As I Lay Dying pushes the edge of metalcore

By Mike Tofin

Among the guttural vocals, ambient melodies, and hints of grindcore, it’s difficult to pin-point exactly where As I Lay Dying find their inspiration.

A long list of influences has enabled the band to avoid the criticisms leveled at others that belong to the metalcore subgenre. Their creative process has also played a role.

“Most of us don’t really listen to much metal in the technical genre that we play in,” says Gilbert. “I think what happens is that if all we listen to Killswitch Engage and All That Remains all day our record would probably come out having that influence, but I think what it comes down to is that most of the dudes in the band listen to such a variety of music that the material that we have for the album is a little more fresh than somebody that is looking at their contemporaries for inspiration.”

Though this is a great approach for a band that occupies a somewhat fringe genre, Gilbert took it one step further when discussing his own beliefs.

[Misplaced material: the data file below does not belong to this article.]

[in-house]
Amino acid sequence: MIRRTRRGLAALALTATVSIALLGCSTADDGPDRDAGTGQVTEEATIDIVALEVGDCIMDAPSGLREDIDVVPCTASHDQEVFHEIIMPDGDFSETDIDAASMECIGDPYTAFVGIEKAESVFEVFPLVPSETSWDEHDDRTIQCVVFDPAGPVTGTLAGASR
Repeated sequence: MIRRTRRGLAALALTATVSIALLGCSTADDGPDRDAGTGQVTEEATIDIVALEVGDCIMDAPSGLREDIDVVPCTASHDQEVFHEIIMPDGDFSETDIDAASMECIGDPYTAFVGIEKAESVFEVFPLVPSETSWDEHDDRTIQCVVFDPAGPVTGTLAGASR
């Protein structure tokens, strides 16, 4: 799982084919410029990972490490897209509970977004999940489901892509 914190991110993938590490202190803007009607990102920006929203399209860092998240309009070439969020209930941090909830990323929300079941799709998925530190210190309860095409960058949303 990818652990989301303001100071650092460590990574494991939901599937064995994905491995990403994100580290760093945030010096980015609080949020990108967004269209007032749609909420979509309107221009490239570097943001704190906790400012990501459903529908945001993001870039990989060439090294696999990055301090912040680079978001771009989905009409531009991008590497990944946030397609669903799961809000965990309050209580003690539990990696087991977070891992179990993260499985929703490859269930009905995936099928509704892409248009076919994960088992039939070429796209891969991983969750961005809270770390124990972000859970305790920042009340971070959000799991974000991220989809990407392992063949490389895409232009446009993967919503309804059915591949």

“There is nobody that I respect as a musician that says that they only listen to metal, or that they only do this, or do that. If you’re a music fan and the music is done well, it doesn’t matter what genre it is, its still done well,” says Gilbert. “We might not realize that a certain part was influenced by a pop song or another part was influenced by a black metal song, but I think that’s what keeps it fresh.”

The band’s approach also extends into their visuals. They are very hands-on with the process.

“The artist that did our artwork, Jacob Bannon, the vocalist from Converge, actually takes a picture of a real human skull and goes into Photoshop or in Illustrator and collaborates with us in terms of what colors and other images we want,” says Gilbert.

The images also underline the band’s message — their refusal of traditional means of cultural objection. This is apparent on the band’s latest album, The Powerless Rise.

“One of the things we wanted on the album was an upside down crown, because throughout history, something turned upside down is kind of negative,” explains Gilbert, comparing the crown to an upside down cross or flag. “We decided to put an upside down crown because that is a good symbol of power.”

Although the upside down crown isn’t immediately apparent on the album’s cover, Gilbert insists fans should take a closer look. Given the band’s thoughtful approach to metalcore, this look shouldn’t be restricted to just their album art.

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